10 Questions for Harry Harootunian
- By Emily Wojcik
"When I was younger I had a recurring dream of walking in the ruins of Ani. Ani was a city of the Bagratid Kingdom in eastern Anatolia (“Higher Armenia”). It had been a powerful fortress as early as the third century, but by the ninth century Ani became the center of a large kingdom that covered a good part of the region. It was known for its architectural splendors and, as a city of 1,001 churches with a population estimated to be at least 100,000, larger than any Medieval European city at the time, it stood at the crossroads of several trade routes between east and west." —from “In the Ruins of Ani,” Volume 59, Issue 4 (Winter 2018)
Tell us about one of the first pieces you wrote.
Since I’m a professional historian, specializing in East Asia, principally Japan’s early modern and modern history, my earliest writings were articles cannibalized from my doctoral dissertation and reviews of books published in professional journals. The first piece I wrote was titled “The Progress of Japan and the Samurai Class” and was published in Japanese.
What writer(s) or works have influenced the way you write now?
Social theorists like Karl Marx, philosophers like Georg Lukacs and the Japanese Tosaka Jun, political activists and analysts like Antonio Gramsci and Rosa Luxemburg, social theorists like Max Weber, Henri Lefebvre cultural theorists Fredric Jameson, Edward Said
What did you want to be when you were young?
I actually had no ambition when I was younger, as I confess in the memoir of my parents I’ve recently written. When I graduated from high school I didn’t have a clue of what I would do for the rest of my life.
What inspired you to write this piece?
I should say that the memoir I’ve written, originally titled In the Ruins of Ani, now retitled The Unspoken as Heritage: The Armenian Genocide and Its Unaccounted Lives was an attempt to figure how my mother and father managed to escape the Armenian genocide of 1915-16 and eventually find their way to the United States. What actually prompted me to write this memoir was to account for their lifelong silence concerning their respective experiences and my desire to account for what remained unspoken. Because of their silence and the growing realization that I really never knew or understood my parents the memoir became a re-composition seeking to explain them to my sisters and me and acquiring some grasp of the meaning of the void their silence produced. This is what I mean by unaccounted lives genocidal events produce.
Is there a city or place, real or imagined, that influences your writing?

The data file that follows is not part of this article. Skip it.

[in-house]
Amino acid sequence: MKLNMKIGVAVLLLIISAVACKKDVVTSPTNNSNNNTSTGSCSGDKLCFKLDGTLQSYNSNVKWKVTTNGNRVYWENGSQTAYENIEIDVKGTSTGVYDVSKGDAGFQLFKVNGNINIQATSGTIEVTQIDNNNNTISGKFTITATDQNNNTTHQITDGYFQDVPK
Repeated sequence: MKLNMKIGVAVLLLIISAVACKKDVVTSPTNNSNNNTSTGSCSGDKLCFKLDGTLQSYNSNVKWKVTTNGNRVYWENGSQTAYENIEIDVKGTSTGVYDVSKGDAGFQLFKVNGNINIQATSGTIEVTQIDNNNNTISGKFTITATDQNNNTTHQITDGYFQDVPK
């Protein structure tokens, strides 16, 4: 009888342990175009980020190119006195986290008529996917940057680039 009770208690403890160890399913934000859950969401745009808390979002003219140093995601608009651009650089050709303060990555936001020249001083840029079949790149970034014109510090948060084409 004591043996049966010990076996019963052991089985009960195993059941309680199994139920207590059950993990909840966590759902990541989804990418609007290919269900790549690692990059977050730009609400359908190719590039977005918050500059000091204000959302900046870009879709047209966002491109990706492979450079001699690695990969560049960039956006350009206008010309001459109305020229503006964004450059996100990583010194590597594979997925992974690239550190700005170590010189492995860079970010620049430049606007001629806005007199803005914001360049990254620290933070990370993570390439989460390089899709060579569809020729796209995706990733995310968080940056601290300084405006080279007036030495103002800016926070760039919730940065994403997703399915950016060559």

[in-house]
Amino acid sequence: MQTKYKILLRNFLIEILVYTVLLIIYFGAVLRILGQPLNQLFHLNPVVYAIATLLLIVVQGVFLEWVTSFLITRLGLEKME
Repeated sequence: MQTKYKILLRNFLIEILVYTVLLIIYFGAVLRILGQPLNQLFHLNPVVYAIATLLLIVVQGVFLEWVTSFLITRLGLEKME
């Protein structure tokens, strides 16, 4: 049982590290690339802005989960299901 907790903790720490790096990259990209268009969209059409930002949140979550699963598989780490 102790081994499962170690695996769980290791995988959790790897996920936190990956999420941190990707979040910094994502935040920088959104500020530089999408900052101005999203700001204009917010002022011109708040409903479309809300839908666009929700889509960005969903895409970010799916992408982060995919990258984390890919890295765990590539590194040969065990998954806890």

Not really. I taught in a number of universities in a number of places, Chicago the longest, which I loved because I thought it was the great mythic city of America. But the memoir is about where my sisters and I grew up, Detroit, which has also played a significant role in my formation since I went to college there and began get a glimmer of what I might do for the rest of my life.
Is there any specific music that aids you through the writing or editing process?
The music of the Baroque and earlier has always been important for me, principally because its about the music, as such, rather than both the virtuosity of the individual artist and heroic titanic symphonies of the succeeding romantic period.
Do you have any rituals or traditions that you do in order to write?
You mean like sharpening pencils endlessly? Probably not apart from writing down in long hand a first draft on yellow legal pads before reworking drafts on my desk top.
If you could work in another art form what would it be?
Writing history, from my perspective, is more of an art form than a putative social science. I know there are historians who would strongly disagree with this. But because history is actually something we imaginatively conceive, rather than live, it qualifies as art and borders on fiction. I would like to do an ethnography, probably because I didn’t have the foresight or curiosity to question my parents when they were still alive, which would have made the subsequent memoir an ethnography rather than a recomposed account.
What are you working on currently?
I am writing a book on the relationship between archaism and fascism in Japan in two discrete periods of the 1930s and the present. I am also involved in collaborating with others in bringing out a book on Marxism in Japan.
What are you reading right now?
I am reading an English translation of a book I read in Japanese years ago, Orikuchi Shinobu’s, The Book of the Dead(1943), Hisham Matar’s The Return, Fathers, Sons and the Land in Between, and Hayden White, The Practical Past. And, whatever decent crime fiction I can lay my hands on.
HARRY HAROOTUNIAN is the Max Palevsky Professor of history, emeritus, at the University of Chicago. He is an adjunct senior research professor at the Weatherhead East Asian Institute at Columbia University. He is the author of two forthcoming books: Uneven Moments in Japan’s Modern History, and In the Ruins of Ani: The Armenian Genocide and Its Unaccounted Lives.